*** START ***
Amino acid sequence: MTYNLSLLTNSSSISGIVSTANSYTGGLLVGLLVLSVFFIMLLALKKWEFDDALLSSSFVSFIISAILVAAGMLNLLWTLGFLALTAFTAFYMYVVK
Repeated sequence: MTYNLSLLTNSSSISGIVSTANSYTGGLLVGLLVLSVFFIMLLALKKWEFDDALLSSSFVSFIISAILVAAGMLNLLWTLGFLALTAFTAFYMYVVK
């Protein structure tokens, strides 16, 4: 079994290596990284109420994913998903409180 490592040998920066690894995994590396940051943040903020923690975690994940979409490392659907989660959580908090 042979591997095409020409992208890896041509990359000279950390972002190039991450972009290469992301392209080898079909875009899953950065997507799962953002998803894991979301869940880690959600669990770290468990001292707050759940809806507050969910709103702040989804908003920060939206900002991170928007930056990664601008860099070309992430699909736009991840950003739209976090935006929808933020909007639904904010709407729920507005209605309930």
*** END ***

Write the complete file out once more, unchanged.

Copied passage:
Amino acid sequence: MTYNLSLLTNSSSISGIVSTANSYTGGLLVGLLVLSVFFIMLLALKKWEFDDALLSSSFVSFIISAILVAAGMLNLLWTLGFLALTAFTAFYMYVVK
Repeated sequence: MTYNLSLLTNSSSISGIVSTANSYTGGLLVGLLVLSVFFIMLLALKKWEFDDALLSSSFVSFIISAILVAAGMLNLLWTLGFLALTAFTAFYMYVVK
């Protein structure tokens, strides 16, 4: 079994290596990284109420994913998903409180 490592040998920066690894995994590396940051943040903020923690975690994940979409490392659907989660959580908090 042979591997095409020409992208890896041509990359000279950390972002190039991450972009290469992301392209080898079909875009899953950065997507799962953002998803894991979301869940880690959600669990770290468990001292707050759940809806507050969910709103702040989804908003920060939206900002991170928007930056990664601008860099070309992430699909736009991840950003739209976090935006929808933020909007639904904010709407729920507005209605309930």